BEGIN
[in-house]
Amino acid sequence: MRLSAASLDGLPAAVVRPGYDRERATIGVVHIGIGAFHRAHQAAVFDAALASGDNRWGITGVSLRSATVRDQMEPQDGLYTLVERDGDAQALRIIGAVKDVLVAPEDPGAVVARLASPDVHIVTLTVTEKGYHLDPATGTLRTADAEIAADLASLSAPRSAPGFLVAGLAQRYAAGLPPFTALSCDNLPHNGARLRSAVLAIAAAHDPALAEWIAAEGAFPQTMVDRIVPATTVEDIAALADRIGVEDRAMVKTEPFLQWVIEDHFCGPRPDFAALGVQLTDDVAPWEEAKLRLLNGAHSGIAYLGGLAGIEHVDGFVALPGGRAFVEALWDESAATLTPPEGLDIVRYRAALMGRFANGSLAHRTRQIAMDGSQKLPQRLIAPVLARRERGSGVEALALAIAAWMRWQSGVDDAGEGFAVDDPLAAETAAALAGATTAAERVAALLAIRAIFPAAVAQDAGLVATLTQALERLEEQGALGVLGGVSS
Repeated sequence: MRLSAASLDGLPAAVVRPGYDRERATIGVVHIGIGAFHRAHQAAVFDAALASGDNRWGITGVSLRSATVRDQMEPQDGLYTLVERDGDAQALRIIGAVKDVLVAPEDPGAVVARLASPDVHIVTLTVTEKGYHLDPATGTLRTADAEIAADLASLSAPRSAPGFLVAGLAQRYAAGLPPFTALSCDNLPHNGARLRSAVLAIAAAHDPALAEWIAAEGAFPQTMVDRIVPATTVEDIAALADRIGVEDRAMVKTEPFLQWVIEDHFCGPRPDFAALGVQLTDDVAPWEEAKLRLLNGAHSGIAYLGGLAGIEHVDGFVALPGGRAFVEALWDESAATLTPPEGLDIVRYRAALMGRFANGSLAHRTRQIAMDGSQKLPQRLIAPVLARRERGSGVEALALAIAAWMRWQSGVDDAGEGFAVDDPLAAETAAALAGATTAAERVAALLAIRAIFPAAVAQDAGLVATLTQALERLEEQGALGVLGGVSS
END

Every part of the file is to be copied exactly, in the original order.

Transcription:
[in-house]
Amino acid sequence: MRLSAASLDGLPAAVVRPGYDRERATIGVVHIGIGAFHRAHQAAVFDAALASGDNRWGITGVSLRSATVRDQMEPQDGLYTLVERDGDAQALRIIGAVKDVLVAPEDPGAVVARLASPDVHIVTLTVTEKGYHLDPATGTLRTADAEIAADLASLSAPRSAPGFLVAGLAQRYAAGLPPFTALSCDNLPHNGARLRSAVLAIAAAHDPALAEWIAAEGAFPQTMVDRIVPATTVEDIAALADRIGVEDRAMVKTEPFLQWVIEDHFCGPRPDFAALGVQLTDDVAPWEEAKLRLLNGAHSGIAYLGGLAGIEHVDGFVALPGGRAFVEALWDESAATLTPPEGLDIVRYRAALMGRFANGSLAHRTRQIAMDGSQKLPQRLIAPVLARRERGSGVEALALAIAAWMRWQSGVDDAGEGFAVDDPLAAETAAALAGATTAAERVAALLAIRAIFPAAVAQDAGLVATLTQALERLEEQGALGVLGGVSS
Repeated sequence: MRLSAASLDGLPAAVVRPGYDRERATIGVVHIGIGAFHRAHQAAVFDAALASGDNRWGITGVSLRSATVRDQMEPQDGLYTLVERDGDAQALRIIGAVKDVLVAPEDPGAVVARLASPDVHIVTLTVTEKGYHLDPATGTLRTADAEIAADLASLSAPRSAPGFLVAGLAQRYAAGLPPFTALSCDNLPHNGARLRSAVLAIAAAHDPALAEWIAAEGAFPQTMVDRIVPATTVEDIAALADRIGVEDRAMVKTEPFLQWVIEDHFCGPRPDFAALGVQLTDDVAPWEEAKLRLLNGAHSGIAYLGGLAGIEHVDGFVALPGGRAFVEALWDESAATLTPPEGLDIVRYRAALMGRFANGSLAHRTRQIAMDGSQKLPQRLIAPVLARRERGSGVEALALAIAAWMRWQSGVDDAGEGFAVDDPLAAETAAALAGATTAAERVAALLAIRAIFPAAVAQDAGLVATLTQALERLEEQGALGVLGGVSS